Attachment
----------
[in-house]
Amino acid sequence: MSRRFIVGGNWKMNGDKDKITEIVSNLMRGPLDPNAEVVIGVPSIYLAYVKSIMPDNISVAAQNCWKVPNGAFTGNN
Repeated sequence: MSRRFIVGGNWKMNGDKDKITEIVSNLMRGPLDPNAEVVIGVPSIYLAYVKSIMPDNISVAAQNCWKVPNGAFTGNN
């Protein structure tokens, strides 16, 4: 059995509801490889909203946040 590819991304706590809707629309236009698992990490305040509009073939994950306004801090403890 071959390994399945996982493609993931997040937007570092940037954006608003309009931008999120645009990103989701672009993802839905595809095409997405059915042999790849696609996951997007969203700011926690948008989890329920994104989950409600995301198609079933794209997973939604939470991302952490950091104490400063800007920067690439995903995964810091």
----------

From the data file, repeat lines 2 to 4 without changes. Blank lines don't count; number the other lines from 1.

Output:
Amino acid sequence: MSRRFIVGGNWKMNGDKDKITEIVSNLMRGPLDPNAEVVIGVPSIYLAYVKSIMPDNISVAAQNCWKVPNGAFTGNN
Repeated sequence: MSRRFIVGGNWKMNGDKDKITEIVSNLMRGPLDPNAEVVIGVPSIYLAYVKSIMPDNISVAAQNCWKVPNGAFTGNN
């Protein structure tokens, strides 16, 4: 059995509801490889909203946040 590819991304706590809707629309236009698992990490305040509009073939994950306004801090403890 071959390994399945996982493609993931997040937007570092940037954006608003309009931008999120645009990103989701672009993802839905595809095409997405059915042999790849696609996951997007969203700011926690948008989890329920994104989950409600995301198609079933794209997973939604939470991302952490950091104490400063800007920067690439995903995964810091």